BRUSSELS -- The European Union will take legal action against some member states for failing to police car emission rules, its industry commissioner, Elzbieta Bienkowska, said.
Bienkowska said she "definitely" wants to start formal infringement procedures against "not all and not one" member state for allowing an overshoot in emissions but is still gathering evidence.
"It will be in the next several weeks, a few months from now because we have to complete the evidence," Bienkowska said. She declined to name which EU nations would be affected.
"We need a very good legal basis, but I definitely want to start infringements," she said.
The commissioner reiterated calls for Volkswagen Group to compensate European owners of its diesel cars along the lines of its $15 billion settlement in the U.S., saying it was unfair for them to be treated differently due to the different legal system.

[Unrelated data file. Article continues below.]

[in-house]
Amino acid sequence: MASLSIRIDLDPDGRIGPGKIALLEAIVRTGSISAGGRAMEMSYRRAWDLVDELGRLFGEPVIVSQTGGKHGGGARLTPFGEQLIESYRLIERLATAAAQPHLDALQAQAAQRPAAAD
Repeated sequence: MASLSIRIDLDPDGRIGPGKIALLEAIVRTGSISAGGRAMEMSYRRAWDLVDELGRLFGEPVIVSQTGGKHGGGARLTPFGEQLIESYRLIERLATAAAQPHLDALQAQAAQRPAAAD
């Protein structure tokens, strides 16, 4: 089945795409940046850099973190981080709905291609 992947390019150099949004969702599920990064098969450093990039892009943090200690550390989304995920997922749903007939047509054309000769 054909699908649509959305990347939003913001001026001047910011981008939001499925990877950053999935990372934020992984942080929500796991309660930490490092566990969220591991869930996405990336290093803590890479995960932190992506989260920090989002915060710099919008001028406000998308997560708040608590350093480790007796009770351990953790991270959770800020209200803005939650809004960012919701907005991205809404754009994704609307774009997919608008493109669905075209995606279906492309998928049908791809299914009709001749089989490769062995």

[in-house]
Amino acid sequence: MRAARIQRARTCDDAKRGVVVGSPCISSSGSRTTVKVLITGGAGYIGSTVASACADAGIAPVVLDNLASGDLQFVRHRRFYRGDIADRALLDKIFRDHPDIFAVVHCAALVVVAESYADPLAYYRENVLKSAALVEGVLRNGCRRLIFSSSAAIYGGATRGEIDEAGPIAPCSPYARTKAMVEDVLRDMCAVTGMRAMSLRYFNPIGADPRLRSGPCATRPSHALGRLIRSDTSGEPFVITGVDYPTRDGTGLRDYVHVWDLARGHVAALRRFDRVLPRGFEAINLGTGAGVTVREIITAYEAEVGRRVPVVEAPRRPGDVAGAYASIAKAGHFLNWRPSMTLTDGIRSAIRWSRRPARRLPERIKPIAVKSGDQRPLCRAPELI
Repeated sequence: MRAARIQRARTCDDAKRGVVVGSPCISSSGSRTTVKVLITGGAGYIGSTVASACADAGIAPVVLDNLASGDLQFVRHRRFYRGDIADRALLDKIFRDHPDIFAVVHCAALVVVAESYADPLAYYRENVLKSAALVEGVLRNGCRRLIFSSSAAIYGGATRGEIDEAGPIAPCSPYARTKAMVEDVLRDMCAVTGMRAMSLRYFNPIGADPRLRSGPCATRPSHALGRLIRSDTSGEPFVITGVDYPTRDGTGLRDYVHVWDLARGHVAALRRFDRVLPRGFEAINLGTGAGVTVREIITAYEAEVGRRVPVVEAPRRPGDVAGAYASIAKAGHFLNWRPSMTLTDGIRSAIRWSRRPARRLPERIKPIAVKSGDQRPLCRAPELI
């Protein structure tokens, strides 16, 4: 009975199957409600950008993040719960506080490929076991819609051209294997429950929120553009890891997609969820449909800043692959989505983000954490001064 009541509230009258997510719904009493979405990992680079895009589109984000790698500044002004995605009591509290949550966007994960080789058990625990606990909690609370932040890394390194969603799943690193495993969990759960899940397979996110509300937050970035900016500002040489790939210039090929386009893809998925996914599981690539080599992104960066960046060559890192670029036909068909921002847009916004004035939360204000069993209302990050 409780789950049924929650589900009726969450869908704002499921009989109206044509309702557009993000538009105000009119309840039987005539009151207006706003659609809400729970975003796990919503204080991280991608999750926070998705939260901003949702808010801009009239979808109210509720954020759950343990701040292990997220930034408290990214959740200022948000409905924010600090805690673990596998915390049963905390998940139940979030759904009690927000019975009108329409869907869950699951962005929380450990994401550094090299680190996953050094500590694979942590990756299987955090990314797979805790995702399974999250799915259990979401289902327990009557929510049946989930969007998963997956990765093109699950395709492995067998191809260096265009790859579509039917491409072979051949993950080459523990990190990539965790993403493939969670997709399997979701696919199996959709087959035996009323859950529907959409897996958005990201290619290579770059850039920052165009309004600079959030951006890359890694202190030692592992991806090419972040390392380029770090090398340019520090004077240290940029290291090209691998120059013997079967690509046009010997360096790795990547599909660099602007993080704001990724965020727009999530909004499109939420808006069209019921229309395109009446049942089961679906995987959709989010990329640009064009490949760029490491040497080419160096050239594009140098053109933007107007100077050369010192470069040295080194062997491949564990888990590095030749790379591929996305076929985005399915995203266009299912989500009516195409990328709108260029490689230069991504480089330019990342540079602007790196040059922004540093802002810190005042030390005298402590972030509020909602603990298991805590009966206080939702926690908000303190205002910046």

VW has offered U.S. customers compensation for bringing in vehicles to remove cheat software and make them compliant with emissions regulations. In Europe, the carmaker only offers the technical fix.
"It is not enough just to send your cold letters saying 'Please come on this day and we will replace these devices for a new one'," Bienkowska said in an interview with Reuters. "Compensation is the noisiest subject, present everywhere, and this is a really important topic."
The VW scandal also highlighted an industrywide disparity between NOx emissions recorded in regulator-approved laboratory tests and those in everyday use on roads, which is often five times more.
NOx gases contribute to acid rain and respiratory illnesses blamed for hundreds of thousands of deaths globally each year.
Bienkowska said starting in 2019, rules proposed by regulators in the wake of the VW diesel scandal would tackle the widespread use of engine regimes that switch off technology designed to lower tailpipe emissions, once cars are in real road conditions.
"We have a lot of such examples, some of them are quite shocking," Bienkowska said.
Under current EU law, the use of "defeat devices" -- triggered, for instance, by outside temperatures different to those in indoor testing facilities -- are legal if they can be shown to be needed to protect engines rather than cheat tests.